Today, guest historian Cathy Patterson gives birth to a cat. The University of Houston presents this series about the machines that make our civilization run, and the people whose ingenuity created them.
In 1569, Agnes Bowker, an English servant girl, told an unsettling story. Agnes had, she said, after a long and difficult pregnancy, given birth to a cat. Impregnated by magical means, by figures that came to her in the form of animals, this poor young woman experienced a birth of a monstrous kind.
Was Agnes delusional? A liar? Today, we assume she must have been one or the other. But in the 16th century, people were not so sure. A woman giving birth to a cat was not normal, but it was not thought impossible, either. It might be a work of witchcraft, or it might be a portent of God's wrath.
Educated gentlemen and illiterate serving girls alike considered magic -- both good and bad -- to be very real. Monstrous births, lucky charms, and acts of malicious magic were all believed to exist and to have supernatural meaning.
So how did contemporaries interpret Agnes's disturbing tale? We might assume that Agnes's story of magical intercourse with the devil's minions would lead to an accusation of witchcraft. But in fact, this was not the case.
The women who attended her in the birth room at first fled in terror, but later they doubted whether the cat had actually come forth from Agnes. Was the midwife in cahoots? Had she duped everyone? A group of local men, a practical-minded lot, examined and disemboweled the "monster". It was, they declared, just a dead cat. Yet because of its strangeness, they reported the case to higher authorities.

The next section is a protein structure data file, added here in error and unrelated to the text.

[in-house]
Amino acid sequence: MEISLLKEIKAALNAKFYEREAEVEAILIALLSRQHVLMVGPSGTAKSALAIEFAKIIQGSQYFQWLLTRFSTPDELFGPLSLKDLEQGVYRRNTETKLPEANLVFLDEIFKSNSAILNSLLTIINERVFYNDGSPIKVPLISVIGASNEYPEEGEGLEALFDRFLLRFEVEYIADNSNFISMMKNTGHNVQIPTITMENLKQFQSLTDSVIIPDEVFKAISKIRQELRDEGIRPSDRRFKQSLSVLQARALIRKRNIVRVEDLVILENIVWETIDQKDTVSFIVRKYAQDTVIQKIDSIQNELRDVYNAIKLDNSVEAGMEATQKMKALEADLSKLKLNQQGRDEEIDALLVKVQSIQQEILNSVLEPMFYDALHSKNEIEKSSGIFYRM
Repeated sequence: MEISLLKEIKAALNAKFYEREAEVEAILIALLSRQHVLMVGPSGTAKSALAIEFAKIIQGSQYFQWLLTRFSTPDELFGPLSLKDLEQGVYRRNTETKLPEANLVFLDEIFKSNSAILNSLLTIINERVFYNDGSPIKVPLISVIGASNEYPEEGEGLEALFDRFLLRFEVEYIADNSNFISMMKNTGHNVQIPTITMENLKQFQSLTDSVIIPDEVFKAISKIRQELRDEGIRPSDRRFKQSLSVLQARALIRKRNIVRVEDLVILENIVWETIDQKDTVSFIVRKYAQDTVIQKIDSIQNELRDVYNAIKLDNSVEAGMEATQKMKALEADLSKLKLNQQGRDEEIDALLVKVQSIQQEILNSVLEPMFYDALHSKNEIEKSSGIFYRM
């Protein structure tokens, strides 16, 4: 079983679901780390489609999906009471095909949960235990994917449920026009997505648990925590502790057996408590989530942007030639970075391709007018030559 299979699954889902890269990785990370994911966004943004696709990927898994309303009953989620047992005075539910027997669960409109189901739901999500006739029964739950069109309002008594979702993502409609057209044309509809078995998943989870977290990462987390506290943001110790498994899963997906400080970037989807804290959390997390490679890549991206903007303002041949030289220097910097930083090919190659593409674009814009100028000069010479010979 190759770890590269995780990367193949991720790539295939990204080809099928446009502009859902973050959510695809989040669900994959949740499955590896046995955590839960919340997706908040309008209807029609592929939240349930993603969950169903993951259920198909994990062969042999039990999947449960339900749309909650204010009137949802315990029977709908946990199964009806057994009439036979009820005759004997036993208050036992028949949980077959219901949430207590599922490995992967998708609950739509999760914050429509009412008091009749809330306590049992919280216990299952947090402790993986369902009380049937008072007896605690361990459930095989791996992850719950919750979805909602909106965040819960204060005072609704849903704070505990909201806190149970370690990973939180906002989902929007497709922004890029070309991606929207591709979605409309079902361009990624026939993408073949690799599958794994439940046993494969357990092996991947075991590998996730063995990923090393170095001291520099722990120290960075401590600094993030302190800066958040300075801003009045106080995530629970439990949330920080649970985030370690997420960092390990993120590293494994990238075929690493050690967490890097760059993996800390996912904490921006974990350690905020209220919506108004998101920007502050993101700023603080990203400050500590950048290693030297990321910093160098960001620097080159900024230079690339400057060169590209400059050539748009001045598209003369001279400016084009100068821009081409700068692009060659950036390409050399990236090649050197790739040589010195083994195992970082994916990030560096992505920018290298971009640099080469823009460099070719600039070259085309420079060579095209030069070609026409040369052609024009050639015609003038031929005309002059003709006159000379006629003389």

A church official, Anthony Anderson, questioned Agnes and her neighbors closely. While he could not pin down all the details of girl's story, he investigated the cat thoroughly. Wild tales of the monstrous cat had made their way rapidly into print, and Anderson took pains to quell the rumors. The so-called monster was simply a barnyard cat, he said. To prove his point, he drew a detailed picture of the animal, saying that it "containeth the full length, thickness, and bigness of the same . . . measured by a pair of compasses." He also experimented by having another cat autopsied and comparing the two. They were, he stated, precisely the same, except for eye color.
This image -- a 16th-century Crime Scene Investigation -- reveals Anderson's "scientific" perspective. He did not assume that the girl was bewitched, or a witch herself. Instead, he sought to untangle real from unreal. Agnes's story was strange, but he clearly thought her pregnancy resulted from human, not supernatural, means. Magic had a place in his mental universe, but it was not the only explanation for strange events.
We tend to tell one another that people of long ago were driven by superstition until the Enlightenment gave us science. But the story of Agnes Bowker and her cat reveals far more complicated thinking. Even 400 years ago, skepticism could trump the supernatural. And given the popularity today of the National Enquirer and psychic hotlines, are we really so far from those English villagers?
I'm Cathy Patterson, at the University of Houston, where we're interested in the way inventive minds work.
Cathy Patterson is Associate Professor of History and Associate Dean of the College of Liberal Arts and Social Sciences at the University of Houston. She is author of Urban Patronage in Early modern England: Corporate Boroughs, the Landed Elite, and the Crown, 1580-1640.(Stanford: Stanford University Press, 1999)
Agnes Bowker's tale is told by historian David Cressy in Agnes Bowker's Cat: Travesties and Transgressions in Tudor and Stuart England(Oxford: Oxford University Press, 2000)
For more on changing beliefs in magic in the early modern period, see Keith Thomas, Religion and the Decline of Magic. (London: Weidenfeld and Nicolson, 1971 [and reprinted many times since])
The image, above and right, of a supposed monstrous birth from a book by Bowker and Anderson's contemporary, Ambroise Paré, On Monsters and Marvels, 1573.